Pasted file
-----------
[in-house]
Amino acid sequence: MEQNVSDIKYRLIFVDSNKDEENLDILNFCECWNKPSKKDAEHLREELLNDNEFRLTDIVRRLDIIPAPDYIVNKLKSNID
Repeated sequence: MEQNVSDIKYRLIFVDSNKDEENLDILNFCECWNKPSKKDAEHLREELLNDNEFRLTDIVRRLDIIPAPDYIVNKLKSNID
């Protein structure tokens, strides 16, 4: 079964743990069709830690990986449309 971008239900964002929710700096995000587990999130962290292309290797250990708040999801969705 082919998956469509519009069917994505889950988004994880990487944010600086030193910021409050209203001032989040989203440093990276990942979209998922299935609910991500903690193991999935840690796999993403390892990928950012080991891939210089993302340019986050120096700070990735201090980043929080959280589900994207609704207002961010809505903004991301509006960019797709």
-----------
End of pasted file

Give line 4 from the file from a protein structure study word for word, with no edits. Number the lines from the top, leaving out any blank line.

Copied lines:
């Protein structure tokens, strides 16, 4: 079964743990069709830690990986449309 971008239900964002929710700096995000587990999130962290292309290797250990708040999801969705 082919998956469509519009069917994505889950988004994880990487944010600086030193910021409050209203001032989040989203440093990276990942979209998922299935609910991500903690193991999935840690796999993403390892990928950012080991891939210089993302340019986050120096700070990735201090980043929080959280589900994207609704207002961010809505903004991301509006960019797709």